Al – good to see you again!I say, "Sing a song with correct grammar and the kids will learn CORRECT grammar!" Songs are how we learned our ABC's isn't it? But now we have so much slang polluting our environment and airwaves.
Tammy – it's always nice when you visit. You bring up an interesting point. Slang is a roadblock, especially when one is under the impression that it's grammatically correct. "Conversating" – born out of ignorance – but people say it all the time (one of my pet peeves, and there are MANY).The thing is, we should first learn the correct way, and then veer off from there, adding our own style. People aren't learning the correct way first.Dare we write the way we talk? Only if it's done properly. If there were no foundation – no uniform way of speaking and communicating – then after awhile, no one would understand each other. We'd eventually break into little sects of language.I'm a firm advocate of dialect and non-standard uses in language. I've written many a story using slang. Notice in this post I wrote, "dinner'll" and "there'll?" But I wrote it where it belonged – in my mom's dialogue, because that's how she always said it.If the story is being told by a narrator who is uneducated and ignorant to grammar rules, then yes, write the narrative in slang. But it better be done well, with definitions explained in the context, without it seeming that you're defining them. And spelling. Has to be spot-on (even if incorrect), so the reader breezes freely through without struggling with pronunciation.If the author writes how he speaks (which may be incorrect), but it doesn't fit the character, then he comes across as a hack writer.Know it first. Tweak it later. I make up words all the time…based on correct roots of them.
Pancakes, please. ;)Fiddler on the Roof has the same lesson in his song, "If I were a rich man." Every so often I run across a sentence that's perhaps hypothetical but also plausible and I'm stumped. Then I'll use "was" mostly because that's what people are used to seeing.
Then you had a good mum. :o)Yes, that's the whole foundation of language, isn't it? Enough people saying/writing something until it becomes a legitimate word? Don't get me started on "supposeably."
Charmaine, I love it when I see your face over here! Grammar girl is an excellent site. Do you homeschool? I can't remember.You sound like you would be a big fan of "Denny's Grand Slam Breakfast." I got hooked on them (eggs, bacon, pancakes, hashbrowns, grits) out in California when they were cheap. $1.99. Now, it's too much of a treat!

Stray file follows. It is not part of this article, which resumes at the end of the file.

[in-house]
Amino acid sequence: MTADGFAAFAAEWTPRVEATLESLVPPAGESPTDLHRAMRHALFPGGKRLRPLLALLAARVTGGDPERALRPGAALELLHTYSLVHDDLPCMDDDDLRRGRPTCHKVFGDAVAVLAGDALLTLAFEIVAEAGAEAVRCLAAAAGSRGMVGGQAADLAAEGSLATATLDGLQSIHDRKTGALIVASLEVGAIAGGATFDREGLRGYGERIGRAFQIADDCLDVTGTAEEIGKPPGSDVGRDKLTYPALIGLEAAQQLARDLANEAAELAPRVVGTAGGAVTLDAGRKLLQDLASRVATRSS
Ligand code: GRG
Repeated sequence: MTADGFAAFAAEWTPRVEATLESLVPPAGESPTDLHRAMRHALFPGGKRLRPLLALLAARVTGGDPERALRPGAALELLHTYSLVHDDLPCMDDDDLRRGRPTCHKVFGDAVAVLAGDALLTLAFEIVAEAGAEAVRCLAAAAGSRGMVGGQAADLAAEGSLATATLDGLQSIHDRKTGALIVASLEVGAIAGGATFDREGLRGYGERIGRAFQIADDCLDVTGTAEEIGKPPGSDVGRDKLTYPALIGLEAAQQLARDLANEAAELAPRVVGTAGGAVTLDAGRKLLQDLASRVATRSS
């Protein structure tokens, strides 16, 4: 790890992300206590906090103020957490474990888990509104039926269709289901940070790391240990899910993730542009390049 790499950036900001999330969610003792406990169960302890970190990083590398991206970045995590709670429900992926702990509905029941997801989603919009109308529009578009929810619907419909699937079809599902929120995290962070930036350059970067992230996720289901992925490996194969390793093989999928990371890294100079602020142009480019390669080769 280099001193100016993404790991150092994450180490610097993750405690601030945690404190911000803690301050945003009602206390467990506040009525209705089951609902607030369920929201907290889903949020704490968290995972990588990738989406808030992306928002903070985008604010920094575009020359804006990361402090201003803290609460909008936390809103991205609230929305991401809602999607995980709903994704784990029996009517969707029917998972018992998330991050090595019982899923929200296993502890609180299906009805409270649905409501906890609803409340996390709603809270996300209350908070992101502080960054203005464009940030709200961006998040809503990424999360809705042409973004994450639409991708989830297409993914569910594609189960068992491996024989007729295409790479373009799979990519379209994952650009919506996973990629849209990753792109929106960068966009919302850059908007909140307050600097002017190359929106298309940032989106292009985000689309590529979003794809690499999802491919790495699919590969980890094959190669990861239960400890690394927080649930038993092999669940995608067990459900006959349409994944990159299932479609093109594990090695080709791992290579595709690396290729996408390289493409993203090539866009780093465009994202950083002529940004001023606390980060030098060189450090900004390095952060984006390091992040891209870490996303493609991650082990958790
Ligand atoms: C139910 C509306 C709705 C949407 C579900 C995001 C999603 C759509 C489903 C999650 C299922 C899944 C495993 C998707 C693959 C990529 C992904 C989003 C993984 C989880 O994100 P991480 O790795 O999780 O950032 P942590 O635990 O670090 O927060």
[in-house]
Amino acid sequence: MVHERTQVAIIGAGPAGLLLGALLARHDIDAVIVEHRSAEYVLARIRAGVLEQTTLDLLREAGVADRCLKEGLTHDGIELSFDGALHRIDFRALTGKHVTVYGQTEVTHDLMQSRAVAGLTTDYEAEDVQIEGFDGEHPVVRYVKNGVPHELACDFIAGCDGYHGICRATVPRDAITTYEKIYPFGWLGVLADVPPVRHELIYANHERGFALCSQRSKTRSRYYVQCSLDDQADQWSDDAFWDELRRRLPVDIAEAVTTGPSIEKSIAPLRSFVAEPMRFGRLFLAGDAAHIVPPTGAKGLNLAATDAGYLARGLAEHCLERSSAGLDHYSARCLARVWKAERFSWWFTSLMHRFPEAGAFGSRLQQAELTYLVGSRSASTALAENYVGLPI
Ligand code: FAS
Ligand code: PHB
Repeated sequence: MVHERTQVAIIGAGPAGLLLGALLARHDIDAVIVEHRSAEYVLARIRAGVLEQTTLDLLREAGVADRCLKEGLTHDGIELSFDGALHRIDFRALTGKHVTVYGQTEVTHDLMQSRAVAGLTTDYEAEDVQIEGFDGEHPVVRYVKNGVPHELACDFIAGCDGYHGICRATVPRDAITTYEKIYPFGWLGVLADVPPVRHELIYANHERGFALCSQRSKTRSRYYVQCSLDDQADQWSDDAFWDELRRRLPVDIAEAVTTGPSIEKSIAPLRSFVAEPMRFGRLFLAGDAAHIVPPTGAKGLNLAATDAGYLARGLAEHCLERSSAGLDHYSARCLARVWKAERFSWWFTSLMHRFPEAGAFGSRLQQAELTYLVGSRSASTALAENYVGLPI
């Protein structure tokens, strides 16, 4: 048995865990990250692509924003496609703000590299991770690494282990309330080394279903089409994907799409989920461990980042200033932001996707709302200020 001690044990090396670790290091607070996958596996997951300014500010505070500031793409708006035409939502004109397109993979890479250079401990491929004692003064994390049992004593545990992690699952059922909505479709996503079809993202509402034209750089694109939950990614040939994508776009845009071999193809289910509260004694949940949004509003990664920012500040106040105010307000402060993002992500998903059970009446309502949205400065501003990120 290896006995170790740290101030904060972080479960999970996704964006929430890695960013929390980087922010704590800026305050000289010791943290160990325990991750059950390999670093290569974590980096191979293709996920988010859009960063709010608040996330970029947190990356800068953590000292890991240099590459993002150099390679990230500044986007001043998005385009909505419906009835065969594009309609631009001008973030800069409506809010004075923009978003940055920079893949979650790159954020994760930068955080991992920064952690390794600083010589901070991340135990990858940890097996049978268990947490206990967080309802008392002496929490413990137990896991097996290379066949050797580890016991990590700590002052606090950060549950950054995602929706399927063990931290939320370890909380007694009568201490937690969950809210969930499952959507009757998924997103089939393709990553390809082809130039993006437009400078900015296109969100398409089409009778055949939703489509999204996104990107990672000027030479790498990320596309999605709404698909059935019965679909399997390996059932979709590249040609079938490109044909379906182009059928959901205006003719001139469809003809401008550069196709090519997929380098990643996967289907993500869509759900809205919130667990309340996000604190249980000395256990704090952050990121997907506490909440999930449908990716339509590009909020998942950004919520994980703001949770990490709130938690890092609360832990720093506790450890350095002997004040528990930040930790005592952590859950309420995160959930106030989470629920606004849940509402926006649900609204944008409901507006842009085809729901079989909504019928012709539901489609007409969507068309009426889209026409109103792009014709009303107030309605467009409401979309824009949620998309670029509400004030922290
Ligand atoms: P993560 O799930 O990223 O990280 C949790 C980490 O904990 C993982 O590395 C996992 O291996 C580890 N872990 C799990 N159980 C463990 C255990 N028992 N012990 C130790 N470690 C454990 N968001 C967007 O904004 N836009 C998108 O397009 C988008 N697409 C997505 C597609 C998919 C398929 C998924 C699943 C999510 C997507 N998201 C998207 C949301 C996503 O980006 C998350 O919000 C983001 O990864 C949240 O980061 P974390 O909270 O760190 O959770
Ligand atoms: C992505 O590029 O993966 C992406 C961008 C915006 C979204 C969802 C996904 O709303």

Diddle deedle deidle dum. I almost threw that Fiddler Youtube vid into the article at the end for non-fans of the Wizard, but it had gotten to be a mile long already!That's why I bolded always. Were is always used in the speculative, whether it's plausible or not. Is it a hypothetical thought? Then use were.Thanks for coming by! Here are your pancakes! :o)
And you're assuming I noticed the bold? LOL! I was already thinking about pancakes…Thanks for straightening out my speculative conundrum!
Too funny, Laura. Pancakes always take ppriority!
Hey! What's wrong with cabbage and brussel sprouts?Great grammar lesson. Should I be looking over my shoulder? :PI wasn't born yet.Bacon and pancakes…and REAL maple syrup–not the fake stuff. 🙂
That one is so seldom used correctly that I'm pretty sure MS Word tries to correct me when I use it (correctly).
We could invent a new a word and spread it everywhere until it finds its way into a dictionary! Challenge accepted?(I confess I shudder at 'supposeably')
Most defecately! :o)
I loved the story! I didn't want it to end. What happened to your brother? And what's wrong with brussel sprouts, huh? This story reminded me of a time my mom made boiled green bananas with butter and brown sugar. I hated them so much I tossed it to the dog. My mom busted me, put an even bigger banana on my plate and told me I wouldn't get anything else to eat until I ate the banana. She didn't lie. Three days that banana stared at me from my plate, morning, noon and night. Nothing else. I never could bring myself to eat it. She finally tossed it, grounded me from watching The Wonderful World of Disney, and I went back to eating regular food. I always said if I were queen of my household, I would never feed my subjects boiled green bananas with butter and brown sugar. I have never gone back on that rule. EVER.
I don't mind either, now, as long as it's prepared well! I made the sprouts roasted with pancetta and it was delicious.Ha! The Grammar Police are not in any danger, no fear!I don't do the fake stuff. Only real stuff here. God made natural just fine by me.